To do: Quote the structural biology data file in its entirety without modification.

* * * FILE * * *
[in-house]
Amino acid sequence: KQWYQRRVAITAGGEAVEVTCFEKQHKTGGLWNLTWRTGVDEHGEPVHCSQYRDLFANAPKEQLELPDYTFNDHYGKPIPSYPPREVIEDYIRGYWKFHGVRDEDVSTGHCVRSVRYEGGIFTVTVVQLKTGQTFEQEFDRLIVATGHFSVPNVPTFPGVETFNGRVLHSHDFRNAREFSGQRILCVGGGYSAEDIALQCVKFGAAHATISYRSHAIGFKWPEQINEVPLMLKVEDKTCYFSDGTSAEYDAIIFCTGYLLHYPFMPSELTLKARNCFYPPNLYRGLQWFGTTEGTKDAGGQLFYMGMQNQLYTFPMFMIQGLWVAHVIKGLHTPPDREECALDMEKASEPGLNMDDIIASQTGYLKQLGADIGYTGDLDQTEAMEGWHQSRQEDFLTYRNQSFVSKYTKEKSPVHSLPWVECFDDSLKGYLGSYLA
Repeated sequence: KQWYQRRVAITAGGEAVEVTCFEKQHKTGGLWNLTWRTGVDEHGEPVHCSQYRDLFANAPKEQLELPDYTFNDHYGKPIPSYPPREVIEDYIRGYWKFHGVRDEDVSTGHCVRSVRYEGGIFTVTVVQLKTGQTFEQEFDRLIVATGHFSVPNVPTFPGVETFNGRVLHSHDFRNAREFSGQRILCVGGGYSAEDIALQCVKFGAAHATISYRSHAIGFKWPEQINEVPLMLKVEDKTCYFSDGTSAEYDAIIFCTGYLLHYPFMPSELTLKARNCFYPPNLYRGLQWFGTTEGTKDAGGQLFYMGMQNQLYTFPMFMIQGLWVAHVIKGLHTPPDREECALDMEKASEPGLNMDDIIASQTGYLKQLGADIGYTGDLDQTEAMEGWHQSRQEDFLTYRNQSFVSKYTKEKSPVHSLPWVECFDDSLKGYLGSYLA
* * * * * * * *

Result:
[in-house]
Amino acid sequence: KQWYQRRVAITAGGEAVEVTCFEKQHKTGGLWNLTWRTGVDEHGEPVHCSQYRDLFANAPKEQLELPDYTFNDHYGKPIPSYPPREVIEDYIRGYWKFHGVRDEDVSTGHCVRSVRYEGGIFTVTVVQLKTGQTFEQEFDRLIVATGHFSVPNVPTFPGVETFNGRVLHSHDFRNAREFSGQRILCVGGGYSAEDIALQCVKFGAAHATISYRSHAIGFKWPEQINEVPLMLKVEDKTCYFSDGTSAEYDAIIFCTGYLLHYPFMPSELTLKARNCFYPPNLYRGLQWFGTTEGTKDAGGQLFYMGMQNQLYTFPMFMIQGLWVAHVIKGLHTPPDREECALDMEKASEPGLNMDDIIASQTGYLKQLGADIGYTGDLDQTEAMEGWHQSRQEDFLTYRNQSFVSKYTKEKSPVHSLPWVECFDDSLKGYLGSYLA
Repeated sequence: KQWYQRRVAITAGGEAVEVTCFEKQHKTGGLWNLTWRTGVDEHGEPVHCSQYRDLFANAPKEQLELPDYTFNDHYGKPIPSYPPREVIEDYIRGYWKFHGVRDEDVSTGHCVRSVRYEGGIFTVTVVQLKTGQTFEQEFDRLIVATGHFSVPNVPTFPGVETFNGRVLHSHDFRNAREFSGQRILCVGGGYSAEDIALQCVKFGAAHATISYRSHAIGFKWPEQINEVPLMLKVEDKTCYFSDGTSAEYDAIIFCTGYLLHYPFMPSELTLKARNCFYPPNLYRGLQWFGTTEGTKDAGGQLFYMGMQNQLYTFPMFMIQGLWVAHVIKGLHTPPDREECALDMEKASEPGLNMDDIIASQTGYLKQLGADIGYTGDLDQTEAMEGWHQSRQEDFLTYRNQSFVSKYTKEKSPVHSLPWVECFDDSLKGYLGSYLA